France creates 'deradicalization' centers

Centers to combat phenomenon of Islamists returning from Syria, French PM claims.

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Arutz Sheva Staff,

Manuel Valls
Manuel Valls
Reuters

France will create centers in each region of the country to de-radicalize people or prevent them becoming involved in jihadist groups, the prime minister said Monday as he laid out new anti-terror measures.

"The fight against jihadism is without doubt the big challenge of our generation," Manuel Valls said, flanked by the interior and justice ministers.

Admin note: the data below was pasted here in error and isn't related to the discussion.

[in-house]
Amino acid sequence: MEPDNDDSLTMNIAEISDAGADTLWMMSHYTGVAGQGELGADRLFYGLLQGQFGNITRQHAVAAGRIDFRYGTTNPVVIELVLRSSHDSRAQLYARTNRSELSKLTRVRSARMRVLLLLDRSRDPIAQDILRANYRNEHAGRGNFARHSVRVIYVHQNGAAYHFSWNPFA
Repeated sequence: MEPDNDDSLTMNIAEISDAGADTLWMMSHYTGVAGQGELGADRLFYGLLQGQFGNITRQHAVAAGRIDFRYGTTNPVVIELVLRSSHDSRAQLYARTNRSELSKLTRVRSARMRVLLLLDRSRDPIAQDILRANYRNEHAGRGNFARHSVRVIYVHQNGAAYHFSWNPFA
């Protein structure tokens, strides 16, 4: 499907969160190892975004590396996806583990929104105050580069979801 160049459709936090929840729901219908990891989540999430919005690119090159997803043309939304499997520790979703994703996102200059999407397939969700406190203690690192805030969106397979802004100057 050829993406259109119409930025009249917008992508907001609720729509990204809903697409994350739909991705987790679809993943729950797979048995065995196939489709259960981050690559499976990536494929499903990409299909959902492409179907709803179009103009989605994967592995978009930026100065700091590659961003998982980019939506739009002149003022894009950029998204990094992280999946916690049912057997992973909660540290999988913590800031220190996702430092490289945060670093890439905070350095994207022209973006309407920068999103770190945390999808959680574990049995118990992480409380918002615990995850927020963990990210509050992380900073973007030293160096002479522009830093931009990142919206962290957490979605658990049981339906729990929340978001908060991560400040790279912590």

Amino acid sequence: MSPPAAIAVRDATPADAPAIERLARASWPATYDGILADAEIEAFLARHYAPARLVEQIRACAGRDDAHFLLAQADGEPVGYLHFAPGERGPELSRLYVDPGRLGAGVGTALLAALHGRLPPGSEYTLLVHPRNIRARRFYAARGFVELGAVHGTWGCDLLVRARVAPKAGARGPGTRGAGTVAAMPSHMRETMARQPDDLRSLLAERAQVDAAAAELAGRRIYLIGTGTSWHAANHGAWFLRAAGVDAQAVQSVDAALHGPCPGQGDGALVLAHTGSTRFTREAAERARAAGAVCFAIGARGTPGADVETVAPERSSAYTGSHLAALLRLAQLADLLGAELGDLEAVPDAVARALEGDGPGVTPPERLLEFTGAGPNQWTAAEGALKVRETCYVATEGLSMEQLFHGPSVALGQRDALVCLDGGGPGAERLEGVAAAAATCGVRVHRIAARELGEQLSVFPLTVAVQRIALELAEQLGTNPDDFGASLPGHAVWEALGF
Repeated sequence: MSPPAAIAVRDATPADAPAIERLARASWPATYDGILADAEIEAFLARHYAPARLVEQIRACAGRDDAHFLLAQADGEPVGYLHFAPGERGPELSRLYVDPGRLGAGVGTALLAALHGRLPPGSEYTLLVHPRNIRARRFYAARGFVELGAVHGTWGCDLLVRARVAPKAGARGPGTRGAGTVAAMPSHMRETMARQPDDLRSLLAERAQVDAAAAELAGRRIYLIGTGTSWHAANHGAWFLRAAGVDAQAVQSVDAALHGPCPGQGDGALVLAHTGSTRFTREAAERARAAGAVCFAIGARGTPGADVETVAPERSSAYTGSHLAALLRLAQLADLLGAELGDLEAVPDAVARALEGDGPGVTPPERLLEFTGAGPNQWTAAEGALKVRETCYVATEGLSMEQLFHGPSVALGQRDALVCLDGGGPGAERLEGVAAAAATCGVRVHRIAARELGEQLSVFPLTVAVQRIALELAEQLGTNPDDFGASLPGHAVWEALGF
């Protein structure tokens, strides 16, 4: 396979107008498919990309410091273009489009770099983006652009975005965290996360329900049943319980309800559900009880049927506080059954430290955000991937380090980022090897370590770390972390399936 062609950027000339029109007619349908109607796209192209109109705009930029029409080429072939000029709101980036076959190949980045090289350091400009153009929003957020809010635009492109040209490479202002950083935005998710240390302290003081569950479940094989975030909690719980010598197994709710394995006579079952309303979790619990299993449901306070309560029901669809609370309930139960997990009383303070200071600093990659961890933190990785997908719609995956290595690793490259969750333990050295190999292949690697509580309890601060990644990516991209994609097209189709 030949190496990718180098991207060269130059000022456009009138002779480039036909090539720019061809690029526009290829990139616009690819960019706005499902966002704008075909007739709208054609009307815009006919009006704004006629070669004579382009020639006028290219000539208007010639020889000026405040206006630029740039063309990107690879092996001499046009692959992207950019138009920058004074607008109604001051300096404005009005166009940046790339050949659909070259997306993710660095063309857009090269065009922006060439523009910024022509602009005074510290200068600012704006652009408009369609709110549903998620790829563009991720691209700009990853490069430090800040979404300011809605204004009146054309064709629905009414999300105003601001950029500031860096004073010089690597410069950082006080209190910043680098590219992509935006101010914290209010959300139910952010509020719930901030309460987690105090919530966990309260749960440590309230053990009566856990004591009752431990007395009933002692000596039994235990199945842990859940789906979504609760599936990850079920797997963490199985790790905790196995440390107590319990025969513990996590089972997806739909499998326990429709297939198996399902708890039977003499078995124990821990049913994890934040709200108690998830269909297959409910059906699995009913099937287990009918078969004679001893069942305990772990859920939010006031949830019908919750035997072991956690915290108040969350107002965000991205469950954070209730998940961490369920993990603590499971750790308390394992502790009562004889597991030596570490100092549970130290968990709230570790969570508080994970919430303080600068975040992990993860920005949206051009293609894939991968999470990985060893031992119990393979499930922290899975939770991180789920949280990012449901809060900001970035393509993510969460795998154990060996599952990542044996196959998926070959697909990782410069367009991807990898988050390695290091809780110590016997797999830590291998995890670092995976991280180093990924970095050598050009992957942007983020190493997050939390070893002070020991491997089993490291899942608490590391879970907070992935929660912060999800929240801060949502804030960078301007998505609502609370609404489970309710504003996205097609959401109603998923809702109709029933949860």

The plan, which will cost an additional 40 million euros ($45.5 million) by 2018 on top of the current funding, aims to double existing efforts to try to help people already in jihadist networks or those likely to join such groups.

Valls said the first de-radicalization centre could be set up by this summer.

The measures are a response to the deaths of 147 people in jihadist attacks in France last year.

Jihadist gunmen stormed the Paris offices of Charlie Hebdo satirical newspaper and a Jewish supermarket in January 2015, killing 17 people, and then 130 people were killed in coordinated attacks on the capital claimed by the Islamic State group last November.

Both sets of attacks were carried out mainly by French citizens who had become radicalized and fought abroad alongside jihadist groups.

The authorities consider nearly 10,000 people in France to be radicalized and capable of violent actions, according to Le Parisien newspaper.

AFP contributed to this report.








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